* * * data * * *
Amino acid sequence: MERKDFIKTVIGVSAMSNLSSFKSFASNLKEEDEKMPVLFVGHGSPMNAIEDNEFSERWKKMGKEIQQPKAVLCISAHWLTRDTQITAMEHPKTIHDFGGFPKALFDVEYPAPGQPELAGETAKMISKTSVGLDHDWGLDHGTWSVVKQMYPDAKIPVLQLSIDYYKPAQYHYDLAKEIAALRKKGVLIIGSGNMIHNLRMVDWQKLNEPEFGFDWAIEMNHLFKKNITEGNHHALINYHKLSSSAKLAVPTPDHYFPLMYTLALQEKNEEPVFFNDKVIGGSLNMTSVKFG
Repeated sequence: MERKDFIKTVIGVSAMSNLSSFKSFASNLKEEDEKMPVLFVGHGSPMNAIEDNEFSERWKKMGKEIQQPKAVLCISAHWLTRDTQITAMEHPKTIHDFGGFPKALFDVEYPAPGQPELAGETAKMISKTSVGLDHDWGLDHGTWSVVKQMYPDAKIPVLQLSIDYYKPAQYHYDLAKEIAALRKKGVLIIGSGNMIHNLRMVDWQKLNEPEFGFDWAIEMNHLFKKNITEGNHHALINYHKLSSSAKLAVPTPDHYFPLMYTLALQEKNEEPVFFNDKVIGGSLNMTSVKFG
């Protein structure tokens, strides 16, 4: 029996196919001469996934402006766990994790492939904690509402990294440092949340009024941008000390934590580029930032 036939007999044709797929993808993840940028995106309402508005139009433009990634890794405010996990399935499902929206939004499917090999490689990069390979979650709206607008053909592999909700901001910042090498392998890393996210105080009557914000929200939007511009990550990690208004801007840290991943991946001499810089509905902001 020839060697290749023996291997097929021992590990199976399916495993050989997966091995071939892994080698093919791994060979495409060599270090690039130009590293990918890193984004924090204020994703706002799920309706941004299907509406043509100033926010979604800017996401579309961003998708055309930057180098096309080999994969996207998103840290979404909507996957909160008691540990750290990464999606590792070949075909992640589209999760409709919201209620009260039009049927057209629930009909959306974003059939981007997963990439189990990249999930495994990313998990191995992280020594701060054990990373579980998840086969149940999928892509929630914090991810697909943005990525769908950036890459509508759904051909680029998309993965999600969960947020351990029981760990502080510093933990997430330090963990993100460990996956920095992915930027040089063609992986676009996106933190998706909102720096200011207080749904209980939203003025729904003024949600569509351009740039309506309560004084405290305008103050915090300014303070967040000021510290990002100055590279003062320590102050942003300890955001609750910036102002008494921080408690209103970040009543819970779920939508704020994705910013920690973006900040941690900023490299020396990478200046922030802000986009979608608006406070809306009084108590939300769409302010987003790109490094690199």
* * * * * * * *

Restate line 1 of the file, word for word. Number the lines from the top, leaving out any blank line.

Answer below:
Amino acid sequence: MERKDFIKTVIGVSAMSNLSSFKSFASNLKEEDEKMPVLFVGHGSPMNAIEDNEFSERWKKMGKEIQQPKAVLCISAHWLTRDTQITAMEHPKTIHDFGGFPKALFDVEYPAPGQPELAGETAKMISKTSVGLDHDWGLDHGTWSVVKQMYPDAKIPVLQLSIDYYKPAQYHYDLAKEIAALRKKGVLIIGSGNMIHNLRMVDWQKLNEPEFGFDWAIEMNHLFKKNITEGNHHALINYHKLSSSAKLAVPTPDHYFPLMYTLALQEKNEEPVFFNDKVIGGSLNMTSVKFG